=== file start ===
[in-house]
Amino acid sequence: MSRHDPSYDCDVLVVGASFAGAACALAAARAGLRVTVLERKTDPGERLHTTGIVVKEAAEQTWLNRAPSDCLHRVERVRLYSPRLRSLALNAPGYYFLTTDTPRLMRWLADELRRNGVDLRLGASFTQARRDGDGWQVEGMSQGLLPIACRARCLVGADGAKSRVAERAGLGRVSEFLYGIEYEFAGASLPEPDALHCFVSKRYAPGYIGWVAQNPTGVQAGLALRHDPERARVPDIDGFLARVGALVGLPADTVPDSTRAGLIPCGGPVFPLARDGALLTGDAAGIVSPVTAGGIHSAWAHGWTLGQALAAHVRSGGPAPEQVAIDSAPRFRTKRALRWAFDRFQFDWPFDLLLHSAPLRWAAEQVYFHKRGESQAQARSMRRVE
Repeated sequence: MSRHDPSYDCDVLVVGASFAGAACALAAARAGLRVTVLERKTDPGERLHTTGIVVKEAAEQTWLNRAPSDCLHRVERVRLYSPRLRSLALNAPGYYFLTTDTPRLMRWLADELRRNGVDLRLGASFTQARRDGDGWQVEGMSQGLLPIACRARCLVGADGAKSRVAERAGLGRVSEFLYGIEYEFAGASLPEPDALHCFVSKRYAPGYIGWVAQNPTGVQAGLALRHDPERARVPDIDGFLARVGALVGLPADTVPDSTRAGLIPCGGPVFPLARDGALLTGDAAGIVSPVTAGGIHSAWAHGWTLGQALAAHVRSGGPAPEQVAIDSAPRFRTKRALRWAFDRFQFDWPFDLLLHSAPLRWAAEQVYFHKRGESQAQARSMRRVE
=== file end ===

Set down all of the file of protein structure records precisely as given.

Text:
[in-house]
Amino acid sequence: MSRHDPSYDCDVLVVGASFAGAACALAAARAGLRVTVLERKTDPGERLHTTGIVVKEAAEQTWLNRAPSDCLHRVERVRLYSPRLRSLALNAPGYYFLTTDTPRLMRWLADELRRNGVDLRLGASFTQARRDGDGWQVEGMSQGLLPIACRARCLVGADGAKSRVAERAGLGRVSEFLYGIEYEFAGASLPEPDALHCFVSKRYAPGYIGWVAQNPTGVQAGLALRHDPERARVPDIDGFLARVGALVGLPADTVPDSTRAGLIPCGGPVFPLARDGALLTGDAAGIVSPVTAGGIHSAWAHGWTLGQALAAHVRSGGPAPEQVAIDSAPRFRTKRALRWAFDRFQFDWPFDLLLHSAPLRWAAEQVYFHKRGESQAQARSMRRVE
Repeated sequence: MSRHDPSYDCDVLVVGASFAGAACALAAARAGLRVTVLERKTDPGERLHTTGIVVKEAAEQTWLNRAPSDCLHRVERVRLYSPRLRSLALNAPGYYFLTTDTPRLMRWLADELRRNGVDLRLGASFTQARRDGDGWQVEGMSQGLLPIACRARCLVGADGAKSRVAERAGLGRVSEFLYGIEYEFAGASLPEPDALHCFVSKRYAPGYIGWVAQNPTGVQAGLALRHDPERARVPDIDGFLARVGALVGLPADTVPDSTRAGLIPCGGPVFPLARDGALLTGDAAGIVSPVTAGGIHSAWAHGWTLGQALAAHVRSGGPAPEQVAIDSAPRFRTKRALRWAFDRFQFDWPFDLLLHSAPLRWAAEQVYFHKRGESQAQARSMRRVE